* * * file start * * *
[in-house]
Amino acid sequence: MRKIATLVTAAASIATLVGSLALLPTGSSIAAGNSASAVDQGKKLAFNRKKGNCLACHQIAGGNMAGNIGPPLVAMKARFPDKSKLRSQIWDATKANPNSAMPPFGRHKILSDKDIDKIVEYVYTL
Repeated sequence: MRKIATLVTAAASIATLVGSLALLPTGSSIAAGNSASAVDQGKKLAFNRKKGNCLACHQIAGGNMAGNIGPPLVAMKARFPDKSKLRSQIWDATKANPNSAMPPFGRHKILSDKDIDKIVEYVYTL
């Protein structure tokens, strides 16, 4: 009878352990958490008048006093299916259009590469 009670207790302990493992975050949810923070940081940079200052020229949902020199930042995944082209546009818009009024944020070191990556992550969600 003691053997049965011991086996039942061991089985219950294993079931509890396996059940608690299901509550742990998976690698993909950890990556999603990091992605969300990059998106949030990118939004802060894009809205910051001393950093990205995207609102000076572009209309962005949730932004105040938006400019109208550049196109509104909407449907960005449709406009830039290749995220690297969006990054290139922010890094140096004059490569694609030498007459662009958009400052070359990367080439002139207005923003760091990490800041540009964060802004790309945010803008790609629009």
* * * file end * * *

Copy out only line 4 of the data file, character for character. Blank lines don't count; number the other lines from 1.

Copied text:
């Protein structure tokens, strides 16, 4: 009878352990958490008048006093299916259009590469 009670207790302990493992975050949810923070940081940079200052020229949902020199930042995944082209546009818009009024944020070191990556992550969600 003691053997049965011991086996039942061991089985219950294993079931509890396996059940608690299901509550742990998976690698993909950890990556999603990091992605969300990059998106949030990118939004802060894009809205910051001393950093990205995207609102000076572009209309962005949730932004105040938006400019109208550049196109509104909407449907960005449709406009830039290749995220690297969006990054290139922010890094140096004059490569694609030498007459662009958009400052070359990367080439002139207005923003760091990490800041540009964060802004790309945010803008790609629009």